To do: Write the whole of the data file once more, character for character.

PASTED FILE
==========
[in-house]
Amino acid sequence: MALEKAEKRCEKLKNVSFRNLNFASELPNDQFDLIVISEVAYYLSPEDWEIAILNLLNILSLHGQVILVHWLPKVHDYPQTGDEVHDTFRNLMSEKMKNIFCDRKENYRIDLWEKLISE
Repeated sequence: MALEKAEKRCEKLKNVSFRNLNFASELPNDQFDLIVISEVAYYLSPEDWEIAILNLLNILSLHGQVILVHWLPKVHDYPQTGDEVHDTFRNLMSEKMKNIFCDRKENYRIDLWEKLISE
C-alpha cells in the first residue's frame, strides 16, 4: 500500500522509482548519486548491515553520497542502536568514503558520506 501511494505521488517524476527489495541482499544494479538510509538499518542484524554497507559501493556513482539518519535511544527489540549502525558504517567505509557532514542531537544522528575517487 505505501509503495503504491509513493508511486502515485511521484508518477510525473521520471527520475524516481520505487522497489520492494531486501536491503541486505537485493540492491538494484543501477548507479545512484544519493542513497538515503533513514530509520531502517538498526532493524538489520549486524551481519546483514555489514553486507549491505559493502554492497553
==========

[in-house]
Amino acid sequence: MALEKAEKRCEKLKNVSFRNLNFASELPNDQFDLIVISEVAYYLSPEDWEIAILNLLNILSLHGQVILVHWLPKVHDYPQTGDEVHDTFRNLMSEKMKNIFCDRKENYRIDLWEKLISE
Repeated sequence: MALEKAEKRCEKLKNVSFRNLNFASELPNDQFDLIVISEVAYYLSPEDWEIAILNLLNILSLHGQVILVHWLPKVHDYPQTGDEVHDTFRNLMSEKMKNIFCDRKENYRIDLWEKLISE
C-alpha cells in the first residue's frame, strides 16, 4: 500500500522509482548519486548491515553520497542502536568514503558520506 501511494505521488517524476527489495541482499544494479538510509538499518542484524554497507559501493556513482539518519535511544527489540549502525558504517567505509557532514542531537544522528575517487 505505501509503495503504491509513493508511486502515485511521484508518477510525473521520471527520475524516481520505487522497489520492494531486501536491503541486505537485493540492491538494484543501477548507479545512484544519493542513497538515503533513514530509520531502517538498526532493524538489520549486524551481519546483514555489514553486507549491505559493502554492497553